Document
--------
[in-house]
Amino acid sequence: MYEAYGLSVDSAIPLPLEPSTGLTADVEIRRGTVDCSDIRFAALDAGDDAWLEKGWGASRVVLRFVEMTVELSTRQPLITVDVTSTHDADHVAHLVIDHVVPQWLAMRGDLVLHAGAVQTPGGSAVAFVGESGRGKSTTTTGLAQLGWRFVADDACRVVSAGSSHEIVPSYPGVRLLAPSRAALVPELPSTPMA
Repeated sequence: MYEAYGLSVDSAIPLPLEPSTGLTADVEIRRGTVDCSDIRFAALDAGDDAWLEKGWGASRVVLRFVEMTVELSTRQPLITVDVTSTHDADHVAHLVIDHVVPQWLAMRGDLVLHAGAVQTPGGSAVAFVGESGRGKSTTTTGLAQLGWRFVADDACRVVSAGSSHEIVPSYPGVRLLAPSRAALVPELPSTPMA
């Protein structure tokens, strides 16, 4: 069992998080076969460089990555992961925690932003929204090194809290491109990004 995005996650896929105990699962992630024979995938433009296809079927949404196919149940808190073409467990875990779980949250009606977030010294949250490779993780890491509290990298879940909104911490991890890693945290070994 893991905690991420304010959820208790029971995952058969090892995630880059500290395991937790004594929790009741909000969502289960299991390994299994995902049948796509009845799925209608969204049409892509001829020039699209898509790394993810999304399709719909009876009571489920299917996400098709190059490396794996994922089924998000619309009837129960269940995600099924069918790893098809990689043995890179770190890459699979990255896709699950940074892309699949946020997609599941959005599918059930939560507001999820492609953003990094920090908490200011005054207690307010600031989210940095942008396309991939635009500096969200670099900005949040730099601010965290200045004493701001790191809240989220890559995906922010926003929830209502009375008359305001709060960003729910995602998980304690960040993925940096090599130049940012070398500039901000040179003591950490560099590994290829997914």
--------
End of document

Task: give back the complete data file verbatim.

[in-house]
Amino acid sequence: MYEAYGLSVDSAIPLPLEPSTGLTADVEIRRGTVDCSDIRFAALDAGDDAWLEKGWGASRVVLRFVEMTVELSTRQPLITVDVTSTHDADHVAHLVIDHVVPQWLAMRGDLVLHAGAVQTPGGSAVAFVGESGRGKSTTTTGLAQLGWRFVADDACRVVSAGSSHEIVPSYPGVRLLAPSRAALVPELPSTPMA
Repeated sequence: MYEAYGLSVDSAIPLPLEPSTGLTADVEIRRGTVDCSDIRFAALDAGDDAWLEKGWGASRVVLRFVEMTVELSTRQPLITVDVTSTHDADHVAHLVIDHVVPQWLAMRGDLVLHAGAVQTPGGSAVAFVGESGRGKSTTTTGLAQLGWRFVADDACRVVSAGSSHEIVPSYPGVRLLAPSRAALVPELPSTPMA
């Protein structure tokens, strides 16, 4: 069992998080076969460089990555992961925690932003929204090194809290491109990004 995005996650896929105990699962992630024979995938433009296809079927949404196919149940808190073409467990875990779980949250009606977030010294949250490779993780890491509290990298879940909104911490991890890693945290070994 893991905690991420304010959820208790029971995952058969090892995630880059500290395991937790004594929790009741909000969502289960299991390994299994995902049948796509009845799925209608969204049409892509001829020039699209898509790394993810999304399709719909009876009571489920299917996400098709190059490396794996994922089924998000619309009837129960269940995600099924069918790893098809990689043995890179770190890459699979990255896709699950940074892309699949946020997609599941959005599918059930939560507001999820492609953003990094920090908490200011005054207690307010600031989210940095942008396309991939635009500096969200670099900005949040730099601010965290200045004493701001790191809240989220890559995906922010926003929830209502009375008359305001709060960003729910995602998980304690960040993925940096090599130049940012070398500039901000040179003591950490560099590994290829997914």